You're just knocken' those Trabants out of the park, another beautiful job. Your flocking looks just like the indoor outdoor carpet in the kit I got for the boot of my Mini! (Major compliment!!) Where are you finding all your reference material? The three Trabants that I've seen up close have more of a semi-gloss paint; love your glossy paint on them.
The Dawn dish soap worked well, it didn't remove it all but did a good enough job that the parts were allowed in my hobby room. Since some of the items were plastic, resin and plated plastic I washed a few pieces in the vinegar solution, there was also a marked reduction in odor, but then there was a slight vinegar smell that washed right off with the Dawn dish soap. Also tried sprinkling a good amount of baking soda on the parts first, the baking soda reeked after just a day, then Dawn dish soap; to my sensitive snoot I believe that this worked the best of all methods that I tried. Recommendation, Dawn dish soap for a one shot treatment. Baking Soda, soak in plain old Baking Soda for a minimum of 24 hours inside a closed container; I used ziplock bags. Next place the parts in another ziplock bag, place about a teaspoon of Dawn dish soap in the Baggie, finally add just enough warm water to cover the parts. Gently agitate the parts around to allow the dish soap to dilute into solution. Shortest time that I found worked for a single soak was 2 hours. For a two time wash I found that the odor was mitigated in two 15 minute soak, rinse, soak and rinse sessions. Once again, Thank You all for the great suggestions, this is just one of the things that makes our community great!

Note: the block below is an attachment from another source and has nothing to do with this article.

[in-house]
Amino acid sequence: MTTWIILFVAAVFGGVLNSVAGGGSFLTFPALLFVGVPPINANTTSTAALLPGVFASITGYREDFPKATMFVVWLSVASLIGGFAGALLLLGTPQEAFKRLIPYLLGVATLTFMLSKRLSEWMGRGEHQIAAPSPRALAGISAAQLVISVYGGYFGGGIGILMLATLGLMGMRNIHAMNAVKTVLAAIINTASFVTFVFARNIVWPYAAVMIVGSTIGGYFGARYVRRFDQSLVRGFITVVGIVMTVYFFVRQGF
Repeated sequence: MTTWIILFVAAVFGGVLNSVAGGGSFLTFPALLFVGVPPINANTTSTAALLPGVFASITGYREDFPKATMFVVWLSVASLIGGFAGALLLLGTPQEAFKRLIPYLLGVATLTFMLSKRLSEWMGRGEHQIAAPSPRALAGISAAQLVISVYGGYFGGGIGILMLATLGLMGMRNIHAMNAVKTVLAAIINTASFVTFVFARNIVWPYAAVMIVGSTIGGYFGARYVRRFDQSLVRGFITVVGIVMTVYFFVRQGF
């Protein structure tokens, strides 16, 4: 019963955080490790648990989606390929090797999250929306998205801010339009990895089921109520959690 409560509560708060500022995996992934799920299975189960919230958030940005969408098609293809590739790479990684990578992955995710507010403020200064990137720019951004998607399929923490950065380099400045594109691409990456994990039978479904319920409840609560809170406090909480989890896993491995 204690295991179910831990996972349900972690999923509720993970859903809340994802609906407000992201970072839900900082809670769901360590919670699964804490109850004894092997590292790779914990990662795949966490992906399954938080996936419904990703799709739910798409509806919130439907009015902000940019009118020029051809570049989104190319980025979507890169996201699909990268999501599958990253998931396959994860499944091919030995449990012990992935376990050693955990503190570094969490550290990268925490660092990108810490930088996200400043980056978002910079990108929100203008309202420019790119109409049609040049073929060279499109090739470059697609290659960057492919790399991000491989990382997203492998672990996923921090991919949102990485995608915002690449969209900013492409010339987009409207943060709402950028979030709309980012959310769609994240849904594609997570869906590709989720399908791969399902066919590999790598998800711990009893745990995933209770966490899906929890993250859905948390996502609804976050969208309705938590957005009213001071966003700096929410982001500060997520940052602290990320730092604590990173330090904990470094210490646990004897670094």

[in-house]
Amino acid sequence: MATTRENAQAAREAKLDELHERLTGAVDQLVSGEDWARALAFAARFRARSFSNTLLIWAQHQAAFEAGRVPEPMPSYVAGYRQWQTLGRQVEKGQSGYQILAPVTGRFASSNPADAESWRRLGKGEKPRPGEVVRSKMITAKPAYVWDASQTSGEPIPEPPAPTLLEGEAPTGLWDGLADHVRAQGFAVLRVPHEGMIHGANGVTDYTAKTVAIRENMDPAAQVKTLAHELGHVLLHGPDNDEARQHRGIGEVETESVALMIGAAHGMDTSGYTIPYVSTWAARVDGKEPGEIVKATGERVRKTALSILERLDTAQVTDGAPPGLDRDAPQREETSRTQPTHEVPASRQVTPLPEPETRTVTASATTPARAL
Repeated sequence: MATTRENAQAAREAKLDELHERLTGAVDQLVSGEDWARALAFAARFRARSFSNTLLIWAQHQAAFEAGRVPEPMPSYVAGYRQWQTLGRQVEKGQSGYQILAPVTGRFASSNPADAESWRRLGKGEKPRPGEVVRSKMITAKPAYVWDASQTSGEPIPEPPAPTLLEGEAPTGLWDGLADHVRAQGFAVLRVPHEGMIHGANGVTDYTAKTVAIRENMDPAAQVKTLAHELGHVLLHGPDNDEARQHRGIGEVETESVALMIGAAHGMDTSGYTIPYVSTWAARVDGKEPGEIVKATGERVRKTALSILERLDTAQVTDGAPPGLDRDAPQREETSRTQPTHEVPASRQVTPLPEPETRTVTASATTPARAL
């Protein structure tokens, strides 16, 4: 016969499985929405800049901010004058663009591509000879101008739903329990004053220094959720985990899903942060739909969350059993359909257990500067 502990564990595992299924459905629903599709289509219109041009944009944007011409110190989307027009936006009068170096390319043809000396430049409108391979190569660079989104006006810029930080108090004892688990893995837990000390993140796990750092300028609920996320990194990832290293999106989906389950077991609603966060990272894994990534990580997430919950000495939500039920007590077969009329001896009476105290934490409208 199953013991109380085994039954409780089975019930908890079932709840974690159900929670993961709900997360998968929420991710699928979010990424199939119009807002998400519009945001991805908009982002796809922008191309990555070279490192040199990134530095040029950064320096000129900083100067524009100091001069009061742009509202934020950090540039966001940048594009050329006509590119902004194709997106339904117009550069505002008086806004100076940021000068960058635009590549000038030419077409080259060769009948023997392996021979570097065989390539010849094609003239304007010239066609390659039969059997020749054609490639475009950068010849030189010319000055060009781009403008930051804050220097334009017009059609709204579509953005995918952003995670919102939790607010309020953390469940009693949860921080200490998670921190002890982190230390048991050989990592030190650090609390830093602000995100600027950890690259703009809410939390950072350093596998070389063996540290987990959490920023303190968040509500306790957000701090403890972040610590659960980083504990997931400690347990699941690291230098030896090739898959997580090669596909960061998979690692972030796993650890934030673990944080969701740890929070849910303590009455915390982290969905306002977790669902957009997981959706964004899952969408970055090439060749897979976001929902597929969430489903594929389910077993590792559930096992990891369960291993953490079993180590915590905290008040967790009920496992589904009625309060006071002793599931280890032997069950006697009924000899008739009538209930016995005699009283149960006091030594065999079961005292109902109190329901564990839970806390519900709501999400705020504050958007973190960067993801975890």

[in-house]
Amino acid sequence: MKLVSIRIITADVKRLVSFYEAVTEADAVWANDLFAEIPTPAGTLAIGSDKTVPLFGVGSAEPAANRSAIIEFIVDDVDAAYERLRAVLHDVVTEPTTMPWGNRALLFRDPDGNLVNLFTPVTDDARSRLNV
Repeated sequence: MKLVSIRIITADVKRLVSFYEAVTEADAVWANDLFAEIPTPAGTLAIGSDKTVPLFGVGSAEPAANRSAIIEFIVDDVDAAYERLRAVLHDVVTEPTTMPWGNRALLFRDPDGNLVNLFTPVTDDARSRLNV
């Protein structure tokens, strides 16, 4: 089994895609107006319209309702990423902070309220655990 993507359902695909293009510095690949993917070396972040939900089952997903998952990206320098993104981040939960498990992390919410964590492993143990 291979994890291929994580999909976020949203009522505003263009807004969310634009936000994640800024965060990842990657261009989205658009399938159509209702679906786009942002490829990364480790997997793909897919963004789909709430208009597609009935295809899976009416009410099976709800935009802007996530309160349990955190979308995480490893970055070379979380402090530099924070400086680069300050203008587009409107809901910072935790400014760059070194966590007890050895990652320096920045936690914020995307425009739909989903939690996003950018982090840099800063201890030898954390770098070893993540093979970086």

I'll admit to having one too! It was on the basis of the recommendations in both Model Car Science and Car Model magazines that I sent in a money order for a dollar forty nine cents comes to mind, this was probably around '64, so a $1.49 was pretty big money. I remember waiting and waiting, then waiting some more, AutoWorld was never the quickest shipper I think they must have shared the shipping department with J.C. Whitney and Johnson, Smith Novelties, because six weeks was like average. When you finally got it, it was like Christmas and your birthday all in one, because as a kid it took so long to get that sometimes you forgot that you even ordered something! The first "Project" I attempted with the AutoWorld Auto Cutter, was opening the doors on a '59 or '60 Corvette Promo (which I wish I still had in its pristine, pre melted state), given to me by my Uncle. Soon the door shortening turned into a vertical sectioning project, I blamed the issues on the Promo's extra thick plastic. For the Auto Cutter's second attempt I began work on a Monogram 1/32 scale Fiat Altered, which the Auto Cutter Altered too much to salvage. I did manage to do some of the fancy "stitch welding" which was demonstrated in like two pictures in Model Car Science, I remember being majorly stoked about that! Alas the Auto Cutter was relegated to a tool of destruction, for which it was suited quite well!! What I remember the Auto Cutter doing best was burning skin either by itself or by molten styrene! I still have a rather noticeable scar on my right hand between ring and little finger, right in the web. Molten plastic is nearly impossible to remove from burning skin, it just burns deeper until cooling to the point where it finally cools and no longer burns deeper (or melts completely through)!!! Once cooled to that point it is literally welded to the skin and whatever else it has burned through. Now there is one slight benefit to burning yourself with molten plastic. The molten plastic is so hot it cauterizes as it burns, so there is no bleeding to make one more squeamish than they already are from the excruciating pain and combined smell of vaporized skin and melted plastic! Remember this was before companies felt the need to place warnings or even age recommendations on packaging. Otherwise no 8 or 9 year old kid would be burning themselves with scars still visible today! I often wonder when I hear or read about people getting themselves branded with a red hot chunk of metal, did they get that idea from the AutoWorld Auto Cutter?